Text Viewing

Here are a few commands that are used to just display the text within a file:

more <FILENAME>     # Views text, use space bar to browse, 'q' to quit
less <FILENAME>     # Also views text, uses arrow keys to browse, 'q' to quit
cat  <FILENAME>     # Concatenates files and prints content to screen

Text Editors

  • Nano
    • A simple terminal-based editor.
  • Neovim
    • Non-graphical (terminal-based) editor. Neovim is an improved version of vim.
  • Vim Gvim
    • Non-graphical (vim) or window-based editor (gvim). Vim is the improved version of vi.
  • Emacs
    • Non-graphical or window-based editor.
  • Atom
    • Window-based editor that runs on your local machine.


The nano editor is the simplest to use and can be good for beginners:

nano <FILENAME>     # Open file if it exists, or create it

Navigation in nano uses the arrow keys, and all other commands are noted at the bottom of the screen. The CTRL key is used in combination with other keys to execute commands in nano.

For example, at the bottom of the nano screen it is noted that ^X is used to exit. This means you will need to hold the CTRL key and then press x in order to quit. After that, just follow the on screen prompts at the bottom.

For more nano commands, please visit Overview of nano shortcuts.

Neovim / Vim / GVim / VI

All of these editors follow the same principals.

nvim <FILENAME>     # Open file if it exists, or create it
vim <FILENAME>      # Open file if it exists, or create it
gvim <FILENAME>     # Open file if it exists, or create it (must have XForwarding or VNC)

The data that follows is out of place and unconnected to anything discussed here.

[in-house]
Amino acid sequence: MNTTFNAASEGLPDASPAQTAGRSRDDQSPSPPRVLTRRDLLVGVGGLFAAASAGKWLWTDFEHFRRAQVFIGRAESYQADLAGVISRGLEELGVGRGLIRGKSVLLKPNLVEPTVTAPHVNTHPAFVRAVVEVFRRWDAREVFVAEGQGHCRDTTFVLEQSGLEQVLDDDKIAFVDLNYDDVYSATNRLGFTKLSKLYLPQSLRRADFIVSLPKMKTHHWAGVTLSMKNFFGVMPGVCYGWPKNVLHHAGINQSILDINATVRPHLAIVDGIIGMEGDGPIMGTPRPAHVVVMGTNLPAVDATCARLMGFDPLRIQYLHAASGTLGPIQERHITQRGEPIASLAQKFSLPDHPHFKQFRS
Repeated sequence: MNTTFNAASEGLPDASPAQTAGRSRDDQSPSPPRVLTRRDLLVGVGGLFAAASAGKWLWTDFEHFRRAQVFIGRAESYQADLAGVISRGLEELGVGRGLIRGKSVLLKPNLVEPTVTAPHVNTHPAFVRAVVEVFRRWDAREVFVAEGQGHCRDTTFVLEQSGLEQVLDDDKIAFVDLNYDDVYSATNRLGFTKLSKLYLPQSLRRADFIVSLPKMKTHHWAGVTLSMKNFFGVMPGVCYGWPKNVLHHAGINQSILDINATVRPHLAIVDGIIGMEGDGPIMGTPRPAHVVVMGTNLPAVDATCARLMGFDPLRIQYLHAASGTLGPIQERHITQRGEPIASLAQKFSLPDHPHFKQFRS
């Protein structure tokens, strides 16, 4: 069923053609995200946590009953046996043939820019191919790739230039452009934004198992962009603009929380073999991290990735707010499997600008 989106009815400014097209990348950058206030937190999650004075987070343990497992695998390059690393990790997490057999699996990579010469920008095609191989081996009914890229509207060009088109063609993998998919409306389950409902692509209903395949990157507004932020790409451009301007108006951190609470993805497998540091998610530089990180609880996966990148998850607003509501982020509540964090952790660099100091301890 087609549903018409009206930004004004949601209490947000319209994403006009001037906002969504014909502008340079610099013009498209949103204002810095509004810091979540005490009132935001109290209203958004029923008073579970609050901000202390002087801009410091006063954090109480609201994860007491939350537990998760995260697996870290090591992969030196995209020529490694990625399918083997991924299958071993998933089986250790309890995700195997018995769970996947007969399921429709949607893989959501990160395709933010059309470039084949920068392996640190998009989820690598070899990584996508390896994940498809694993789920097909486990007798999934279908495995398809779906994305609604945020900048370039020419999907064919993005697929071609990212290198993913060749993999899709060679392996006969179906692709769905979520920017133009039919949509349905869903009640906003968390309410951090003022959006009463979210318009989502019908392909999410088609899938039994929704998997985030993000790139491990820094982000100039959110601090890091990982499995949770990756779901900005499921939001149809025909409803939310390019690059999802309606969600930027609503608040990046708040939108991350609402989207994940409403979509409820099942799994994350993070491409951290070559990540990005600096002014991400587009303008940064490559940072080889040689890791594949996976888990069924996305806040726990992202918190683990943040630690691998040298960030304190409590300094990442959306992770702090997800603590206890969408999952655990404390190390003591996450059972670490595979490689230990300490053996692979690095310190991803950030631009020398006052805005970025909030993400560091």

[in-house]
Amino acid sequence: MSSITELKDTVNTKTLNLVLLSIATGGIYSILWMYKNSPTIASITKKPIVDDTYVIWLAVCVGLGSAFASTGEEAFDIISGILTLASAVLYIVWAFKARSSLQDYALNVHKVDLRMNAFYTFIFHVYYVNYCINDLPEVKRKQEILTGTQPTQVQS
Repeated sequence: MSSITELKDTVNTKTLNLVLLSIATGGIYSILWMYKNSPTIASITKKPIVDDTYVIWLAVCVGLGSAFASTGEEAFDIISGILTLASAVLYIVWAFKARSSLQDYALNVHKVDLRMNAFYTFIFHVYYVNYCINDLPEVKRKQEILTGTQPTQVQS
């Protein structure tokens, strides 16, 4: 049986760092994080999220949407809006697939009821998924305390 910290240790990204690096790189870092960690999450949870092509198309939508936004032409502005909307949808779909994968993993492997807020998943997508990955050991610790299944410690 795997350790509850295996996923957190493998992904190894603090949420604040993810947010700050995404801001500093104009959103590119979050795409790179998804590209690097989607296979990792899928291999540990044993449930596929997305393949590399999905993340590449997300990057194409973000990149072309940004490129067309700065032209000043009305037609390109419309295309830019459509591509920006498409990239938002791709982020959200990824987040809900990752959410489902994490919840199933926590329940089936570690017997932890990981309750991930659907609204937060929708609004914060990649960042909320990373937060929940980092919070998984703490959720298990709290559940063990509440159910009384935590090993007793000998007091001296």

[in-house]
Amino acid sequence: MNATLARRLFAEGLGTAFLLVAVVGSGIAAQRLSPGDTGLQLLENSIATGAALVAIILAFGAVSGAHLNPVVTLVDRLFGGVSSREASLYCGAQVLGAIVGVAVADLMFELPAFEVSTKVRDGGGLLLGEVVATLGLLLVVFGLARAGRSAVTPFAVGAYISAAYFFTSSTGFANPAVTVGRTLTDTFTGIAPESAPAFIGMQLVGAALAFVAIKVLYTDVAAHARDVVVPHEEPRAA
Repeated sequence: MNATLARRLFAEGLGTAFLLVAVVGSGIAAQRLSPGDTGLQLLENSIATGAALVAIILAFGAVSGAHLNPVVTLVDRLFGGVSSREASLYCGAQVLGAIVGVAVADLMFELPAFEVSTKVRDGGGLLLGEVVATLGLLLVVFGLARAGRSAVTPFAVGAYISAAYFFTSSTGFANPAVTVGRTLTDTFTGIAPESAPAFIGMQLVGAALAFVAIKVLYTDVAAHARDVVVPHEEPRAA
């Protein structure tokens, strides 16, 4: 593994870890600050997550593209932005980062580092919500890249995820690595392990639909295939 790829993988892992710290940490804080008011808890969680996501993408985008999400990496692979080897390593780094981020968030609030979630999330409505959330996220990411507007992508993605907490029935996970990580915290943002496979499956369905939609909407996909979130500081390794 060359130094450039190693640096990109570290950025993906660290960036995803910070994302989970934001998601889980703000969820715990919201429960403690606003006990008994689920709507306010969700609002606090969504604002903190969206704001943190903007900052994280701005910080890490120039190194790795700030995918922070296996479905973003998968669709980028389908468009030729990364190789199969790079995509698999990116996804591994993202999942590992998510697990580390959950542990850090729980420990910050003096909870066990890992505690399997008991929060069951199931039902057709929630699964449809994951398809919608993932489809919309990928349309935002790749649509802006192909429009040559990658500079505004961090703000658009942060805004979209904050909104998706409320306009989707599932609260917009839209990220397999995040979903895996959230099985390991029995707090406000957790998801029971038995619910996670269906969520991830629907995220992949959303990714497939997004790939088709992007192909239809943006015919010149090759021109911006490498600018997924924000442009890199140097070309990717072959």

vi <FILENAME>       # Open file if it exists, or create it

For more information please visit Vim Manual.


Navigation in emacs also uses the arrow keys. It is similar to nano, in that, CTRL is combined with other keys to execute commands.

For example, to open a file, simply run the command with a file name:

emacs <FILENAME>     # Open file if it exists, or create it

Then, after you have made some changes, exit by holding the CTRL key and then pressing c, releasing and then holding the CTRL key once more and pressing c again. After that, just follow the on screen prompts at the bottom.

For more commands in emacs please visit GNU Emacs Reference Card



This editor should be installed on your local machine (ie. workstation, laptop). Please visit Atom for software download.

Remote Atom

After you have atom installed, you need to install the Remote Atom plugin. Click on edit, then preferences, then look for the install item on the left side menu. You should then be able to type remote-atom in the search field, find it and install it. After installation, atom should restart.

Start Server

Once you have remote-atom installed, click Packages in the top menu, then Remote Atom, and then click Start Server. Atom may need to be restarted in order for you to see these new menu items.


SSH into cluster using a socket (replace <USERNAME> with your real username on the cluster):

ssh -R /rhome/<USERNAME>/.rmate.socket:localhost:52698 cluster.hpcc.ucr.edu

Note: Do not use a remote PORT, you must use a SOCKET FILE as shown above. There are security issues otherwise.

After you have logged into the cluster load rmate (alias is optional):

module load rmate
alias ratom=rmate

You can add this into your ~/.bashrc for convenience.

Then you should be able to open a file on the cluster and have it appear on your local machine:

rmate <FILENAME>

Once you have finished all your editing and close atom, be sure to delete the socket file from the cluster:

rm -f /rhome/<USERNAME>/.rmate.socket'

For more information regarding remote-atom, please visit Remote-Atom.